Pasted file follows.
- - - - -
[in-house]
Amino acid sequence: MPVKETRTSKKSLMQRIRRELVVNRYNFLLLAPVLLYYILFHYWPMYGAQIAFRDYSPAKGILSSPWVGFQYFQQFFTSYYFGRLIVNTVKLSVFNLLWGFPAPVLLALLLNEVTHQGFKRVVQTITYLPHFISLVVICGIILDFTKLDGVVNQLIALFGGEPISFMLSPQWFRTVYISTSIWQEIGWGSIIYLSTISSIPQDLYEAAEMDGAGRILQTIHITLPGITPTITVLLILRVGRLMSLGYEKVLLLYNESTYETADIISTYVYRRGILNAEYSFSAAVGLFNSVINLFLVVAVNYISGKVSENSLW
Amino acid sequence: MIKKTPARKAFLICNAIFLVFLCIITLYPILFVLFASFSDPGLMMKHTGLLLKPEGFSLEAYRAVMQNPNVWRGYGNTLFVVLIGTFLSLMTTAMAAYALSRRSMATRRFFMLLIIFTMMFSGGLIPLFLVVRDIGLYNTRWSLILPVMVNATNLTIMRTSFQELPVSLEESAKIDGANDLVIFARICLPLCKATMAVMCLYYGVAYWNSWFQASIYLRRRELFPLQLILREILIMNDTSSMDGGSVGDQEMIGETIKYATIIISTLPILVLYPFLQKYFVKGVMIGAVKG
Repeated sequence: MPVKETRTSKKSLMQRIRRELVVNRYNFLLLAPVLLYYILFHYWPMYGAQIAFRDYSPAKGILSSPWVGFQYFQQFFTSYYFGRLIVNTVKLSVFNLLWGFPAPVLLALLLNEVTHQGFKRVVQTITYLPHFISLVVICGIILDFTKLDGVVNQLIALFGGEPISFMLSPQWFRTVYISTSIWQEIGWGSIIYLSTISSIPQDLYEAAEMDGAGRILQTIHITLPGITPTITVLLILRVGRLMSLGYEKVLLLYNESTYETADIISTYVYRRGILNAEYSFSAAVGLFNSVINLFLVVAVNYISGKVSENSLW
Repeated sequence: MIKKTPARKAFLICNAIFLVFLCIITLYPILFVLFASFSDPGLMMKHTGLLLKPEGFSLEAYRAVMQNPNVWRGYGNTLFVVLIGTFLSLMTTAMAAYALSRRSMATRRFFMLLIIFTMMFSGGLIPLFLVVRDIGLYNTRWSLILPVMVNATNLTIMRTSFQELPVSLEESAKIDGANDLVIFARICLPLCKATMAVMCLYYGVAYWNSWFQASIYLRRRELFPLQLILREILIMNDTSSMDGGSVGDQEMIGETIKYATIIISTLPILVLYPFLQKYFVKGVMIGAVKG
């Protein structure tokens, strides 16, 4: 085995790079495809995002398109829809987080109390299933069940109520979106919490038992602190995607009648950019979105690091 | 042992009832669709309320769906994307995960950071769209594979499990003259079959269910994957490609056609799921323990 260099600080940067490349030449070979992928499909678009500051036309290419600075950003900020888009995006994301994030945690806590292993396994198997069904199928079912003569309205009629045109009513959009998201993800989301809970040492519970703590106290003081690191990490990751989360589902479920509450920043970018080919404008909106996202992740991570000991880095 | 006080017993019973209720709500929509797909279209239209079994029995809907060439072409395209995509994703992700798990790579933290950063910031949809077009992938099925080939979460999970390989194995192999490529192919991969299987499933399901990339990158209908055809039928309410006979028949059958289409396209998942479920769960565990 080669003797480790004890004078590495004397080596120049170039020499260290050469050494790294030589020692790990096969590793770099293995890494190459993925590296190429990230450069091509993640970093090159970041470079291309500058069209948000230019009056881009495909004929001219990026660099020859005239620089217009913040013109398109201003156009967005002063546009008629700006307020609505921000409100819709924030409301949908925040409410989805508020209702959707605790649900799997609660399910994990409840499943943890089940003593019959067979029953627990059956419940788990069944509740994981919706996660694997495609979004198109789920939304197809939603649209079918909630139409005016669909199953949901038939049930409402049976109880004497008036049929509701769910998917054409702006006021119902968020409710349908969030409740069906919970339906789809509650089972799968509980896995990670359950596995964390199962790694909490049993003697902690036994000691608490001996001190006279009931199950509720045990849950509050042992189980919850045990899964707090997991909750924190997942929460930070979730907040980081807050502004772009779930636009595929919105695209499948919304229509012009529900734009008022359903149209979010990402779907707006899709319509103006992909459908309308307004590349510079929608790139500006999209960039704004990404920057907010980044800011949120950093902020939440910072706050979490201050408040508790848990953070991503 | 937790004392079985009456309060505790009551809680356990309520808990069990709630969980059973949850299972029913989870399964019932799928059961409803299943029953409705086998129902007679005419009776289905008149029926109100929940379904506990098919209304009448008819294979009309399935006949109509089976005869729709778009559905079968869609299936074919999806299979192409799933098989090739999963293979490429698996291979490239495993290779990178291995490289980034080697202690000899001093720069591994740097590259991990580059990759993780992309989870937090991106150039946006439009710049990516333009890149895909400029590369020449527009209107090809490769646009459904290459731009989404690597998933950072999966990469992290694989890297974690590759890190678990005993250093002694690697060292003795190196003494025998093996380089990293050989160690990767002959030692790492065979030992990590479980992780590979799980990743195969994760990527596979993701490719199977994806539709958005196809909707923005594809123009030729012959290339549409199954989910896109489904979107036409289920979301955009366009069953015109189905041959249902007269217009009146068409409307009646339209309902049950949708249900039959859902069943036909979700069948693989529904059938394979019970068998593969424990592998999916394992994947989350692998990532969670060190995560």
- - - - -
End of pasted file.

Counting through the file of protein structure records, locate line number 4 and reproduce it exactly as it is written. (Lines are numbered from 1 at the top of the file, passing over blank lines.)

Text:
Repeated sequence: MPVKETRTSKKSLMQRIRRELVVNRYNFLLLAPVLLYYILFHYWPMYGAQIAFRDYSPAKGILSSPWVGFQYFQQFFTSYYFGRLIVNTVKLSVFNLLWGFPAPVLLALLLNEVTHQGFKRVVQTITYLPHFISLVVICGIILDFTKLDGVVNQLIALFGGEPISFMLSPQWFRTVYISTSIWQEIGWGSIIYLSTISSIPQDLYEAAEMDGAGRILQTIHITLPGITPTITVLLILRVGRLMSLGYEKVLLLYNESTYETADIISTYVYRRGILNAEYSFSAAVGLFNSVINLFLVVAVNYISGKVSENSLW